Ohio State University
Ahmadu Bello University
Jeffrey T. LeJeune; J. Mark Erbaugh; Kenneth C. Shenge; Ladi Lydia Yakubu; Clement M. Z. Whong; Ajayi Raphael Adeniyi Omolehin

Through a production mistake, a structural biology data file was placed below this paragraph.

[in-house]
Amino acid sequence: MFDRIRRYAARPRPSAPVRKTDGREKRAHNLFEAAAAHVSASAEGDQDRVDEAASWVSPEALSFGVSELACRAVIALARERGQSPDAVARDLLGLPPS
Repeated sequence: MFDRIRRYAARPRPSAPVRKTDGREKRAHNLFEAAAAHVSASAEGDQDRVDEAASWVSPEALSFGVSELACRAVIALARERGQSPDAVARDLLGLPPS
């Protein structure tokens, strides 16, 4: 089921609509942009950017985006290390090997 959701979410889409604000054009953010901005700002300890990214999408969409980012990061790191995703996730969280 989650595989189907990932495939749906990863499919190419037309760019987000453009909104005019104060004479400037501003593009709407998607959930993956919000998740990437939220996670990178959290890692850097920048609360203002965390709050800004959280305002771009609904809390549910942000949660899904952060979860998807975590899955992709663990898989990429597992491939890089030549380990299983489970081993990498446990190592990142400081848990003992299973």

This project enhances regional and international trade in Nigerian tomatoes by developing a science-based Good Agricultural Practices (GAPs) curriculum and training programs to improve production, food safety and phytosanitary compliance. We have conducted a rapid appraisal with market vendors and a socioeconomic survey with farm households in northwestern Nigeria to determine their knowledge, attitudes, perceptions and practices regarding produce food safety, quality and plant health. During the farm household survey we also identified the sources and magnitude of microbial contamination of tomatoes. Water and produce are being tested for selected human and plant pathogens, and farms are surveyed for major diseases, pests and other production problems. Information from surveys is used to develop GAPs guidelines to fit local market preferences, production systems and capabilities, and training modules for agricultural extension workers for scaling-out to farmer producers and other segments of the tomato value chain. Developing the institutional capacity to design and implement GAPs will increase tomato production, quality and safety and lay the foundation for expanded tomato exports and trade. This will increase the incomes of smallholder farmers, including women, and contribute to enhanced food security and economic growth.